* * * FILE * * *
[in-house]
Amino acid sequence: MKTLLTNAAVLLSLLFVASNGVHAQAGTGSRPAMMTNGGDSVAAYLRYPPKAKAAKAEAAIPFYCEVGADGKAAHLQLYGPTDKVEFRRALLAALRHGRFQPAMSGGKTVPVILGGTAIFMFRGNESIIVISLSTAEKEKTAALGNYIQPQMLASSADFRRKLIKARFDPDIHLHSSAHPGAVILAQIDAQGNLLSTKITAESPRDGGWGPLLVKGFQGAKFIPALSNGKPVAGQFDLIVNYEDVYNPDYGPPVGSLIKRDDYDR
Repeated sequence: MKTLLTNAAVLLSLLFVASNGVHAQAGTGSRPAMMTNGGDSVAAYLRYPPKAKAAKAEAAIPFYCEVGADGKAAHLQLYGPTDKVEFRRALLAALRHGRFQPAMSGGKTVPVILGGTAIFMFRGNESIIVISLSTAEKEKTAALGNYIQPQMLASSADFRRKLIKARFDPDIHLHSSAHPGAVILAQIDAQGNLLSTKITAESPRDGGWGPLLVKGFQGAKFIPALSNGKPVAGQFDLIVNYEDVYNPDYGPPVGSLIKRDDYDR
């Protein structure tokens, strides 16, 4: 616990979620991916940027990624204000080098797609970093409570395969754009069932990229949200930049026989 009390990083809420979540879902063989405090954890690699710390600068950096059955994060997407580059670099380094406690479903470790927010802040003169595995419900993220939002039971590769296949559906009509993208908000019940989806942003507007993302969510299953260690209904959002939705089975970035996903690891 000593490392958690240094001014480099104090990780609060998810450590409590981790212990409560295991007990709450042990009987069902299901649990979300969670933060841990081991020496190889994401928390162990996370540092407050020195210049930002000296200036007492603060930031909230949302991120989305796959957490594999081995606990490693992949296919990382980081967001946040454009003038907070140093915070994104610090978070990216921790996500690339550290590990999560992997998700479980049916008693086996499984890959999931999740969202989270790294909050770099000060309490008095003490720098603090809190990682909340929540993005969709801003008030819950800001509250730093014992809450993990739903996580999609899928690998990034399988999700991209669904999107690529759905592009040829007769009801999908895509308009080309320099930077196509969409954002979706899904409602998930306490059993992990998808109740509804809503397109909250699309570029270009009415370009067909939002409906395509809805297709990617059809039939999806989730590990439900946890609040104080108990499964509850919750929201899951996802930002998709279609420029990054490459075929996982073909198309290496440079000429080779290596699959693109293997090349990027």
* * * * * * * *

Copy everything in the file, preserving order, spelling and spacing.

[in-house]
Amino acid sequence: MKTLLTNAAVLLSLLFVASNGVHAQAGTGSRPAMMTNGGDSVAAYLRYPPKAKAAKAEAAIPFYCEVGADGKAAHLQLYGPTDKVEFRRALLAALRHGRFQPAMSGGKTVPVILGGTAIFMFRGNESIIVISLSTAEKEKTAALGNYIQPQMLASSADFRRKLIKARFDPDIHLHSSAHPGAVILAQIDAQGNLLSTKITAESPRDGGWGPLLVKGFQGAKFIPALSNGKPVAGQFDLIVNYEDVYNPDYGPPVGSLIKRDDYDR
Repeated sequence: MKTLLTNAAVLLSLLFVASNGVHAQAGTGSRPAMMTNGGDSVAAYLRYPPKAKAAKAEAAIPFYCEVGADGKAAHLQLYGPTDKVEFRRALLAALRHGRFQPAMSGGKTVPVILGGTAIFMFRGNESIIVISLSTAEKEKTAALGNYIQPQMLASSADFRRKLIKARFDPDIHLHSSAHPGAVILAQIDAQGNLLSTKITAESPRDGGWGPLLVKGFQGAKFIPALSNGKPVAGQFDLIVNYEDVYNPDYGPPVGSLIKRDDYDR
């Protein structure tokens, strides 16, 4: 616990979620991916940027990624204000080098797609970093409570395969754009069932990229949200930049026989 009390990083809420979540879902063989405090954890690699710390600068950096059955994060997407580059670099380094406690479903470790927010802040003169595995419900993220939002039971590769296949559906009509993208908000019940989806942003507007993302969510299953260690209904959002939705089975970035996903690891 000593490392958690240094001014480099104090990780609060998810450590409590981790212990409560295991007990709450042990009987069902299901649990979300969670933060841990081991020496190889994401928390162990996370540092407050020195210049930002000296200036007492603060930031909230949302991120989305796959957490594999081995606990490693992949296919990382980081967001946040454009003038907070140093915070994104610090978070990216921790996500690339550290590990999560992997998700479980049916008693086996499984890959999931999740969202989270790294909050770099000060309490008095003490720098603090809190990682909340929540993005969709801003008030819950800001509250730093014992809450993990739903996580999609899928690998990034399988999700991209669904999107690529759905592009040829007769009801999908895509308009080309320099930077196509969409954002979706899904409602998930306490059993992990998808109740509804809503397109909250699309570029270009009415370009067909939002409906395509809805297709990617059809039939999806989730590990439900946890609040104080108990499964509850919750929201899951996802930002998709279609420029990054490459075929996982073909198309290496440079000429080779290596699959693109293997090349990027």